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Remembering the 2007 Red Sox: Jonathan Papelbon

Jonathan Papelbon is a clown, but he was once our amazingly talented clown.

Chicago Cubs v Boston Red Sox Photo by Elsa/Getty Images

A few weeks ago, I wrote about the 2007 Red Sox and how much that team meant to me. I also mentioned that, with it being the 10-year anniversary of that championship team, we’d be sprinkling in some memories from the season throughout this year. Well, literally nothing is going on in the world of the Red Sox right now, so there’s no better time than the present to continue the series. Since I am a notorious reliever lover, it only makes sense to have the first player-centric revolve around the best Red Sox reliever of my lifetime.

I speak, of course, of Jonathan Papelbon. Whereas the 2004 team had Kevin Millar and his brigade of Idiots and 2013 had Mike Napoli and the rest of the beards, 2007 had Jonathan Papelbon and....well, his absurdly over-the-top personality. We’ll get to that, though.

First, let’s remember who Papelbon was in the spring heading into that season. He was a former top prospect who, after being pegged as a rotation mainstay during his minor-league days, put up arguably the greatest season for any rookie reliever in league history. That led to plenty of debate as to whether or not he should stay in that role or shift back to the rotation. Obviously, we know what decision they ultimately made. We’ll never know how he would’ve performed as a starter, but it’s impossible to argue that the bullpen treated Papelbon mightily well.

This was particularly true in 2007. It was right in the midst of a dominant stretch, but one could make an argument that this was Papelbon’s finest season. In his 58-1/3 innings over 59 outings, the closer saved 37 games with a 1.85 ERA (257 ERA+!) with a 2.45 FIP and 2.85 DRA. The righty was utterly dominant, striking out a whopping thirteen batters per nine innings while walking just over two per nine. Perhaps most amazingly, he allowed only five home runs despite a ground ball rate of just 29 percent. He was the master of weak contact with that nasty fastball/splitter combo. Papelbon’s season was rewarded for his great regular season, making the second of four consecutive All-Star games as well as the DHL Delivery Man of the Year Award. For some reason, not only was the best reliever called a “delivery man” but they were sponsored by DHL, which is shockingly still a thing.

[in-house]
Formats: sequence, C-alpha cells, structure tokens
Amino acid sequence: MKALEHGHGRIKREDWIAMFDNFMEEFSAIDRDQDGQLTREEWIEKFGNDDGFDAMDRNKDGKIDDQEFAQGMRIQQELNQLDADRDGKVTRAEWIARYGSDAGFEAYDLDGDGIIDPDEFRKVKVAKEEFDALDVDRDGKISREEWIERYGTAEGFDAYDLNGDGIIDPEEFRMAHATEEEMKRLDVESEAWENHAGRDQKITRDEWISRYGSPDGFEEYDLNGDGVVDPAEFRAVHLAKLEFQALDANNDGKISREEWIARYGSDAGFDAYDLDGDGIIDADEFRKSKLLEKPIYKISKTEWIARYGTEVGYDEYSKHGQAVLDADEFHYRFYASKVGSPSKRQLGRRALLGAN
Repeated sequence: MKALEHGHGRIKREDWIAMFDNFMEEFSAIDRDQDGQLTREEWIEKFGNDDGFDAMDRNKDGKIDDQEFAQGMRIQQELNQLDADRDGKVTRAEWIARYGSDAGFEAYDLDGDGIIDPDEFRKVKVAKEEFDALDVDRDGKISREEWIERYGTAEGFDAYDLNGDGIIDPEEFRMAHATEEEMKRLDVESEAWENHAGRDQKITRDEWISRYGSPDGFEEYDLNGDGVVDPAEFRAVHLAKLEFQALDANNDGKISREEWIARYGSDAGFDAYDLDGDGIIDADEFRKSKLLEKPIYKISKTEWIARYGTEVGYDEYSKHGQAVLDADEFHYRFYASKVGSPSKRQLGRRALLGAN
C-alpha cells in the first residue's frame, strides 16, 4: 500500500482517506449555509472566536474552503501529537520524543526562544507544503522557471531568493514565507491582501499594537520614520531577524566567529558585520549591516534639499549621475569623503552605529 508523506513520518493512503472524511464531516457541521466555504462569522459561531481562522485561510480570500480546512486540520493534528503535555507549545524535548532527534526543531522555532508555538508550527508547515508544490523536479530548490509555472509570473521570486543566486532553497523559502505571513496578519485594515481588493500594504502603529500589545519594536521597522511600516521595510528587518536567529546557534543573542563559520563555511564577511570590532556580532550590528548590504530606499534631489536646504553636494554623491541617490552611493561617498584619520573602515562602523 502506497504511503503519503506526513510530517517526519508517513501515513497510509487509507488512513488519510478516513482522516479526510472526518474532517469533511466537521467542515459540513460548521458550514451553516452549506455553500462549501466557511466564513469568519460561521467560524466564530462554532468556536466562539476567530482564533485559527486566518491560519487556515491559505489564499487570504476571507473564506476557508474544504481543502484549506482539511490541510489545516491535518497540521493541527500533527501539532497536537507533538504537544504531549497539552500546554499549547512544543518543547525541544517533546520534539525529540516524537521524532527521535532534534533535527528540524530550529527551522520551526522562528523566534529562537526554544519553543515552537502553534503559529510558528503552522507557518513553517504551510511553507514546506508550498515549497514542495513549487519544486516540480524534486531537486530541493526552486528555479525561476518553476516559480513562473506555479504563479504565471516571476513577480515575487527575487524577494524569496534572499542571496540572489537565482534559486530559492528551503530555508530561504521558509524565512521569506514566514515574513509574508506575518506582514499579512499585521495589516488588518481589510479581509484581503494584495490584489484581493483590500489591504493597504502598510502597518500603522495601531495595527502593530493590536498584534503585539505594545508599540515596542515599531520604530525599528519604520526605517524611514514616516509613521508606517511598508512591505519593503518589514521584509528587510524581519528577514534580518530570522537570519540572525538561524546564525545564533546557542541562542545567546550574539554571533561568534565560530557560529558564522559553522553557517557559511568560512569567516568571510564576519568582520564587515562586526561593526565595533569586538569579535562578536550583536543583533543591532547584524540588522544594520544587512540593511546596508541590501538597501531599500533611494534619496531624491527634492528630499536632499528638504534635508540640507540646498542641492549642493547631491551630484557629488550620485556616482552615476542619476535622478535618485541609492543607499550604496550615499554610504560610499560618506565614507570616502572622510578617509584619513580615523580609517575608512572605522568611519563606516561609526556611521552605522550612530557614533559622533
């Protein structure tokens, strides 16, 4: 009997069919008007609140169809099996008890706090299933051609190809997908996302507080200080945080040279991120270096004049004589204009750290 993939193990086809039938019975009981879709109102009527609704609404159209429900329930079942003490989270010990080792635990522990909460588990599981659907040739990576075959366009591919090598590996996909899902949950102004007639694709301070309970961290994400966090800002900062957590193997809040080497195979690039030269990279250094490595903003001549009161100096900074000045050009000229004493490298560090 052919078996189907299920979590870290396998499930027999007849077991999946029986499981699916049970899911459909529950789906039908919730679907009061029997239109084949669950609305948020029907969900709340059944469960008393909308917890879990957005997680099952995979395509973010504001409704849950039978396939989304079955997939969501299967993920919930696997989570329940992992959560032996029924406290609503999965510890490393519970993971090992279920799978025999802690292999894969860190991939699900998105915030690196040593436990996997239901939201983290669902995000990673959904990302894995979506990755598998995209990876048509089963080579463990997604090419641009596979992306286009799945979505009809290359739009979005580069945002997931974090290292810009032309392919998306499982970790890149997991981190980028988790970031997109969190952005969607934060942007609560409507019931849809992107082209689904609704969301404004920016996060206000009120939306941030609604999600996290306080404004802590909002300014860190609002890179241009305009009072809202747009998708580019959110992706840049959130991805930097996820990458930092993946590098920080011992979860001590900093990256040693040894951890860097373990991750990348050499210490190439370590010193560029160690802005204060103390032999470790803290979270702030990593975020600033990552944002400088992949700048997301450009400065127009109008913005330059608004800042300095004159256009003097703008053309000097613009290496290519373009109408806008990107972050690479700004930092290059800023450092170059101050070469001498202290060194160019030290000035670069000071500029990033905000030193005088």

Of course, for as amazing as his regular season was, this wasn’t the point in which he became a legend. That transformation happened during the postseason. While it wasn’t Papelbon’s first taste of the postseason — he tossed four scoreless frames in the 2005 playoffs — it was his first in a major role. Things got off to a bit of a shaky start, despite him not allowing any runs. In his first three outings, which spanned the ALDS and the first five games of the ALCS, he allowed six base runners in 4-1/3 inning while striking out just three. After that, he turned it on to his regular season level and helped the Red Sox make their run towards the championship. He recorded at least four outs in each of his final four outings, which included Game Seven of the ALCS as well as the final three games of the World Series sweep. In those games, he totalled 6-1/3 innings and allowed just three base runners with no walks and four strikeouts. He recorded a save in each of those outings.

Papelbon did his jig on the field, and he’d do it again at the parade. He was a clown, but he was our clown. Relievers are always known to be a little bit crazy — at least those not named Mariano — and Papelbon was just following along that line. Obviously, the reputation of the 2007 folk hero has changed since then. Between lewdly gesturing at fans and choking Bryce Harper in the dugout, Papelbon is no longer such a lovable goof . Honestly, it’s gotten to the point where I wouldn’t blame you if you don’t look so fondly on his time here.

And yet, I can’t quite bring myself to that point. Papelbon was the best Red Sox reliever I’ve ever seen — yes, even better than Koji — and was the best reliever in baseball not named Mariano during his entire Red Sox tenure. That 2007 season was arguably his peak, and was exactly what you’d build if you wanted the perfect reliever. He had the power fastball, the death stare, the absurd personality, the entrance song and the knockout putaway pitch. There was a time that Papelbon was possibly on a Hall of Fame track, but that time has passed. Now, he’s a mostly embarrassing has-been who’s still looking for a team. Luckily, we’ll always have 2007 and we’ll always have his Irish Jig.